This review is from: The United Artists Collection (Audio CD)When you listen to this CD you realize he wrote and recorded so many brilliant songs that got lost or forgotten over time by the attention paid only to his singles . It's a double-edged sword: sometimes by putting the spotlight on a few singles, the inference is that the others on the album were not good enough which, in Lightfoot's case, simply wasn't true. EVERY cut on each of the albums this CD draws from could have been a hit by anyone's standards, but they would have had to release EVERY song as a single in the '60's, and they didn't do that with even the Beatles albums [tho they came close!] In other words, if you didn't know Lightfoot's early work very well, by the quality of each of these songs, you'd swear this was a huge "best of" CD, but it isn't - EVERY song here is a genuine work of art! And to think, in those days, he used to write a song a day, but we only got to hear what HE thought was his best! It would have been great to be a fly on his wall back then when he was writing, judging by the calibre of these masterpieces!
4.0 out of 5 stars Black Day at UA,
This review is from: The United Artists Collection (Audio CD)This was a very welcome addition to Lightfoot's CD selection as it contains all of his 5 LP's for United Artists between 1966 and 1969, something that was much needed in my collection. But why oh why didn't they include two of his UA 45 RPM hits "Just Like Tom Thumb's Blues" and "Spin, Spin"? CD's get bonus tracks all the time. In my experience most are a waste of time but these actually were hits, in Canada at least. I don't get it.
5.0 out of 5 stars the best work ever recorded by Gordon Lightfoot,
This review is from: The United Artists Collection (Audio CD)This is a terrific collection of Gordon Lightfoot. To me, the wonderful guitar work and songs make this the best work of his career (along with "If You Could Read My Mind"). These early recordings have a very special, almost magical quality about them.
There are a few songs (mainly on the second CD) that are a little weaker than the others; so it is not totally consistent. But there is a lot of music here (4 albums) and overall it is very, very good.
5 of 5 people found the following review helpful
5.0 out of 5 stars the best songsmith ever,
This review is from: The United Artists Collection (Audio CD)My musical tastes have changed alot over the years but I have always apreciated great songs. You could spend a fortune and not have a better compilation of songs than this two cd set. This is early Lightfoot,with bare recording techniques that strip away the layers of pop overproduction and leave just a Man and his wonderful music. Lightfoot was obviously younger here and his songs reflect that. from lost loves to social injustice, boredom and restlessness, Lightfoots songwriting skills combined with beautiful guitar work and his rich baritone create a listening experience I have never equalled on any cd. Just listen. What a treasure, and what an underappreciated musical talent.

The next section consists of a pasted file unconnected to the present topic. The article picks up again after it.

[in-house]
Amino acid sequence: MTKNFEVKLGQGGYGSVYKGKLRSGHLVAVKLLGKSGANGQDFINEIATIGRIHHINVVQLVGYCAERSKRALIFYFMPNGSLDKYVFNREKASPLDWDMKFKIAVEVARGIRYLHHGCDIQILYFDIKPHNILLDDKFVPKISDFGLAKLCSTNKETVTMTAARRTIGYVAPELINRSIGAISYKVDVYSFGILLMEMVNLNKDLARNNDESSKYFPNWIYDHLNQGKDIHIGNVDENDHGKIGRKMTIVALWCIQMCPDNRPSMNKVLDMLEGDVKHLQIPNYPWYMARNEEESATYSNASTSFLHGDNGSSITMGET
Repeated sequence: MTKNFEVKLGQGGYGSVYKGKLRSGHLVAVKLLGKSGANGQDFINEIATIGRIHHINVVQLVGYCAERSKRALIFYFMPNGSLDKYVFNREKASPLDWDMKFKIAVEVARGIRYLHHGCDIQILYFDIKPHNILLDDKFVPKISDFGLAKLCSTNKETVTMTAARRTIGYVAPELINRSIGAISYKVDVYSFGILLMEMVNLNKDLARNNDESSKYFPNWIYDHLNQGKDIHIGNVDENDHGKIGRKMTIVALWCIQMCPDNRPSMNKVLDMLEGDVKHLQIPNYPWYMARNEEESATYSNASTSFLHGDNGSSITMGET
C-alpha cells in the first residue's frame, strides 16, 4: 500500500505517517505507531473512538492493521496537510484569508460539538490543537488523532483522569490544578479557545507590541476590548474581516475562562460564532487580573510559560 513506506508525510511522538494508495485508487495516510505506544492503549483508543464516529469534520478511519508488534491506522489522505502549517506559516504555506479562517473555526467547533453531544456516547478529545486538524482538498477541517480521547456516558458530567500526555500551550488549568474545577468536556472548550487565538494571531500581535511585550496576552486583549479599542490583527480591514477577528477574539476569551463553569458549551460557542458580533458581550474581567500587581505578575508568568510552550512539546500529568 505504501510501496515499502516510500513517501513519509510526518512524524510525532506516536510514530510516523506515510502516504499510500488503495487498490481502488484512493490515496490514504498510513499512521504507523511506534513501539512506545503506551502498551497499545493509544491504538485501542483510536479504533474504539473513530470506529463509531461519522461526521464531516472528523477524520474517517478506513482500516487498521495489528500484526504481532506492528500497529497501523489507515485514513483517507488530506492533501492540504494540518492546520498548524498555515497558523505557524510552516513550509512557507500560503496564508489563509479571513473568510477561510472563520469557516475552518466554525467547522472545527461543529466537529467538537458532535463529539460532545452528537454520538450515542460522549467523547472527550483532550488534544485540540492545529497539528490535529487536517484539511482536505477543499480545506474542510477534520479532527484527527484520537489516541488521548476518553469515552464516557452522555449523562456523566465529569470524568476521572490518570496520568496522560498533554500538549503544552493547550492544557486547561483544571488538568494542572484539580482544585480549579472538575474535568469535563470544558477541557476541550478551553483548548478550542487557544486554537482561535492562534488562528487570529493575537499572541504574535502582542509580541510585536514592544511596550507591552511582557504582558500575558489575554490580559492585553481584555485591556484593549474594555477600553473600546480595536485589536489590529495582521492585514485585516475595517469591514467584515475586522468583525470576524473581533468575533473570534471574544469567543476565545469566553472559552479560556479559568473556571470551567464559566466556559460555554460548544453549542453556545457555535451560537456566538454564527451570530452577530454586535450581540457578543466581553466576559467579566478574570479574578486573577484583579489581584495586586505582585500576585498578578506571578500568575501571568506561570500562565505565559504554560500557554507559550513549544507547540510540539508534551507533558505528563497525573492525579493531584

3 of 3 people found the following review helpful
5.0 out of 5 stars FANTASTIC AND SURPRISING,
This review is from: The United Artists Collection (Audio CD)I've been a Gordon Lightfoot since 1970 when his company released "If You Could Read My Mind." I was amazed at the lyrics, the singing and the tune. Naturally, since then, I have bought nearly all of his recordings both on LP and CD as well as cassette. When this 2-CD set came along, I bought it even though I know most of the songs. Well, I was so pleasantly surprised! In addition to the songs I know, which are gems, there are several songs which were not familiar to me such as "Poor Man's Spiritual," The Pride of Man" and "Oh, Linda" that are wonderful! And the 2nd version of "The Way I Feel," with its rich instrumentation, is a revelation. Naturally, being as prolific a singer-songwriter as he is, not all of Gordon's songs are in ths compilation; such gems as "Approaching Lavender," "Ballad of Yarmouth Castle," "If You Could Read My Mind" and "Poor Little Alison" are not included - I believe they were released under another label, as was "Beautiful," "Brave Mountaineers," "Don Quixote," "Miguel," "On Susan's Floor," "Same Old Obsession," "Second Cup of Coffee" and
"Talking in Your Sleep"or these songs came later. No matter; I can only think we have something more to look forward to. I think Gordon is the only artist who can release old songs repeatedly and still have them sound as fresh as the day they were released initially.